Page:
preparation

1.  Mix all the ingredients together, except the vanilla in a small saucepan and heat over medium heat, until sugar is dissolved, stirring continuously.

2.  Remove from heat and stir in the vanilla extract.

3.  For a more syrupy, drippy consistency, once cool, whisk in water 1 tsp at a time until desired consistency is reached. Enjoy immediately!  Can be stored refrigerated up to a week.

The sauce will set once it is cooled so you will need to reheat it to regain a pourable consistency or add in hot water until the desired consistency.

Mary’s lemon semolina cake

28th January 2019

This cake recipe was shared via Kristin, who had received it from our dearest friend Mary. Mary is at the heart of our community, guiding us on this yogic path and as things progress she continues to be a joy-filled light leading the way for us all. I had the privilege of baking this cake with Leela (Mary’s daughter) while visiting Mary and her family in Boulder.

Heartfelt gratitude to Kristin for sharing this recipe with us and thank-you Leela for such an experience of contentment and joy in playful baking together. Such grace!

This cake actually improves with time, this allows the flavours to come together. You can serve it with yoghurt as a simple dessert, or with a cup of kashaya at the end of the meal. It is moist yet light in texture and aromatic with lemon.

Mary’s lemon semolina cake

Preparation  – 10 minutes

Baking time –  30 minutes

Serves 8 – 10

ingredients

½ cup/65g whole wheat flour or coconut flour

1½ tsp baking powder

1 cup/170g fine semolina

¼ + 2 Tbsp/75g raw sugar

½ cup/90g coconut oil

¾ cup/180g plain yoghurt

1 lemon, zest and juice

for the syrup

¼ cup/50g sugar

½ cup water

1 lemon, zest and juice

for garnishing

shredded coconut

icing powder

extra lemon zest

to prepare the cake

1.  Preheat the oven to 180C/350F. Grease an 8-inch round cake pan lightly with ghee or coconut oil. Set aside.

2.  In a medium bowl, combine the flour, baking powder, salt, semolina and sugar, stir to combine – set aside.

3.  In a small pan over low heat slowly melt the coconut oil, remove from heat and stir in the yoghurt, lemon juice and zest.

4.  Pour the wet ingredients over the dry ingredients – fold together until well combined, then using a spatula, scrape the batter into the greased cake pan and smooth or press down the top.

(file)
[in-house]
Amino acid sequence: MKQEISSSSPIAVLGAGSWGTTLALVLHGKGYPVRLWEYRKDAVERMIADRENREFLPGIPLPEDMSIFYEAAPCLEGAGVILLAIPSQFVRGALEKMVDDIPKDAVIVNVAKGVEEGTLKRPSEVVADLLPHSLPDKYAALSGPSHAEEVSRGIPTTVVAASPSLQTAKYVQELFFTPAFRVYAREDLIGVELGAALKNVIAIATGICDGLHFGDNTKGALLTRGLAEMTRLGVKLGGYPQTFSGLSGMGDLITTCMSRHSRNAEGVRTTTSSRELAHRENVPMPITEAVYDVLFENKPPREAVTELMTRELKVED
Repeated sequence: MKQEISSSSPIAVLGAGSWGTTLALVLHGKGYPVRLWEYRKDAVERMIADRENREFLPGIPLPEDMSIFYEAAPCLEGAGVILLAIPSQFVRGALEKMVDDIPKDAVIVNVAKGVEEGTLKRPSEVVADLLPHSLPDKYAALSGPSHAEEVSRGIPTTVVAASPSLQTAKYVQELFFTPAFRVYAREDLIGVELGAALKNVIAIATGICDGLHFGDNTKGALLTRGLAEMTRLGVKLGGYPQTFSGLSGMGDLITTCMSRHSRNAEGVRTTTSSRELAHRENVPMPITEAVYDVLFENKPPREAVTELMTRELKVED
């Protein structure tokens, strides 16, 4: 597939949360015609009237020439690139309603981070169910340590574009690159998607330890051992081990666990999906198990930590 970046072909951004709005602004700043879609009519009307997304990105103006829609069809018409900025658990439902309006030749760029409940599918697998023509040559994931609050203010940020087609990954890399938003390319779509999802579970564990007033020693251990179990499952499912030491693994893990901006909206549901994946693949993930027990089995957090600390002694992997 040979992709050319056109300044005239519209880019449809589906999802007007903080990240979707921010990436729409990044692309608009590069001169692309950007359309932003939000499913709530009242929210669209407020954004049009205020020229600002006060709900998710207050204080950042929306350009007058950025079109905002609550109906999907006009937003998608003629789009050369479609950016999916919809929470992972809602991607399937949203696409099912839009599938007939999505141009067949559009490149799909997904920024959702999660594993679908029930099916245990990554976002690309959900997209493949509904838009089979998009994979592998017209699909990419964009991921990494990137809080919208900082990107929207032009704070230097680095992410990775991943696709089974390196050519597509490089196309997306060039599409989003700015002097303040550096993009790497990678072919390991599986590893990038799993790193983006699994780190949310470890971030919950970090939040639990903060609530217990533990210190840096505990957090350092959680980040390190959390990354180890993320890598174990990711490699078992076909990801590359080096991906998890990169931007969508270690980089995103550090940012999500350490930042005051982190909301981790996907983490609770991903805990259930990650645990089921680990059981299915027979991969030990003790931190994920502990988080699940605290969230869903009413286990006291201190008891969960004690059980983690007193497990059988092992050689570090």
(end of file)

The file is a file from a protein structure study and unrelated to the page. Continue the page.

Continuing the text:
5.  Bake for about 30 minutes, until lightly golden, or until a skewer inserted comes out clean.

prepare the syrup

6.  Near the end of the baking time prepare the syrup. Place the sugar and water in a small saucepan and mix well with a wooden spoon, bring the syrup up to the boil, add the lemon juice and zest – simmer gently for 1 minute or until the sugar has dissolved. Remove the syrup from the heat, and set aside until the cake is ready.

to finish the cake

7.  Once the cake is cooked, remove it from the oven – set aside to cool.

8.  Use a small, sharp knife to cut the cake down the centre, then 2 parallel lines either side 3 – 4 cm apart, followed by another set of lines at a 45-degree angle, creating a diamond pattern.

9.  Drizzle the syrup evenly over the cake and sprinkle with shredded coconut and icing sugar. Allow the cake to sit a few hours to allow the flavours to mingle.

Goodness shared by Stacey

Baked and assisted by Leela

Artwork by Kristin

ginger peach muffins (vegan)

24th July 2018

New MOON dip.

“The leaves of the lotus are emergent, meaning that they rise above the water level whereas the leaves of water-lily are found floating on the water surface. Same is true for their respective flowers; lotus flowers are emergent and water-lily flowers are floating.”

Monserrate Pond, Sintra

ginger peach muffins

Makes 12 muffins

Adapted from ‘Good to the Grain’ by Kim Boyce.

‘Ripe peaches, cooked briefly in ginger syrup, are spooned over muffins made with soft, mellow oat flour and minced candied ginger. Be sure to use peaches that are slightly tart and not so ripe that they’ll break apart in the pan. Allow time for the muffins to cool before eating, as the oat flour can be moist when warm’. – Kim Boyce. 

ingredients

2 Tbsp chia seeds

½ cup nut milk (almond, rice etc.)

peach topping 

2 medium/310g firm, ripe peaches

1 Tbsp ghee/coconut oil

2 Tbsp brown sugar/maple syrup

1 heaped tsp freshly grated ginger

dry ingredients 

¾ cup/75g oat flour